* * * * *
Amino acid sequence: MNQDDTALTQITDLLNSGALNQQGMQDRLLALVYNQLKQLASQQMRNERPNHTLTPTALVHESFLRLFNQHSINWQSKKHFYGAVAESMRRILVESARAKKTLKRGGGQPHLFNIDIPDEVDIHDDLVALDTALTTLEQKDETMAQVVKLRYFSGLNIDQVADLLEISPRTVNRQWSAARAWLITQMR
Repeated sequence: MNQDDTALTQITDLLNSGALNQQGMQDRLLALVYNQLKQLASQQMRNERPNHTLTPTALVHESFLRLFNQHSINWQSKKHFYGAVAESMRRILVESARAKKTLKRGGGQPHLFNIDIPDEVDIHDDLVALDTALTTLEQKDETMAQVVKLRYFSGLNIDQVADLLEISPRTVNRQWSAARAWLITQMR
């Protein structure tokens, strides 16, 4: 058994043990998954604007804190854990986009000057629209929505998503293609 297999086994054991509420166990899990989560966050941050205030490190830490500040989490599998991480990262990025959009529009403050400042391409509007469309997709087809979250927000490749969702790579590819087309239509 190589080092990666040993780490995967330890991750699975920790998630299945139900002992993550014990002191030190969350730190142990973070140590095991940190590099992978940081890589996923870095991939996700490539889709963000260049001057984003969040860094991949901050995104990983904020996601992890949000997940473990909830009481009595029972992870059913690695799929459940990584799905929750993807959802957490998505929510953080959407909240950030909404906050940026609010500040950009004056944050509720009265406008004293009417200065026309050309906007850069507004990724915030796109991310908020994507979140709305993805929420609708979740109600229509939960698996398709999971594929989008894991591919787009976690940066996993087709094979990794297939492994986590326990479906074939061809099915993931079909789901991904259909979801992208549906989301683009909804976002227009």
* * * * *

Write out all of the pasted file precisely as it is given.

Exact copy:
Amino acid sequence: MNQDDTALTQITDLLNSGALNQQGMQDRLLALVYNQLKQLASQQMRNERPNHTLTPTALVHESFLRLFNQHSINWQSKKHFYGAVAESMRRILVESARAKKTLKRGGGQPHLFNIDIPDEVDIHDDLVALDTALTTLEQKDETMAQVVKLRYFSGLNIDQVADLLEISPRTVNRQWSAARAWLITQMR
Repeated sequence: MNQDDTALTQITDLLNSGALNQQGMQDRLLALVYNQLKQLASQQMRNERPNHTLTPTALVHESFLRLFNQHSINWQSKKHFYGAVAESMRRILVESARAKKTLKRGGGQPHLFNIDIPDEVDIHDDLVALDTALTTLEQKDETMAQVVKLRYFSGLNIDQVADLLEISPRTVNRQWSAARAWLITQMR
């Protein structure tokens, strides 16, 4: 058994043990998954604007804190854990986009000057629209929505998503293609 297999086994054991509420166990899990989560966050941050205030490190830490500040989490599998991480990262990025959009529009403050400042391409509007469309997709087809979250927000490749969702790579590819087309239509 190589080092990666040993780490995967330890991750699975920790998630299945139900002992993550014990002191030190969350730190142990973070140590095991940190590099992978940081890589996923870095991939996700490539889709963000260049001057984003969040860094991949901050995104990983904020996601992890949000997940473990909830009481009595029972992870059913690695799929459940990584799905929750993807959802957490998505929510953080959407909240950030909404906050940026609010500040950009004056944050509720009265406008004293009417200065026309050309906007850069507004990724915030796109991310908020994507979140709305993805929420609708979740109600229509939960698996398709999971594929989008894991591919787009976690940066996993087709094979990794297939492994986590326990479906074939061809099915993931079909789901991904259909979801992208549906989301683009909804976002227009």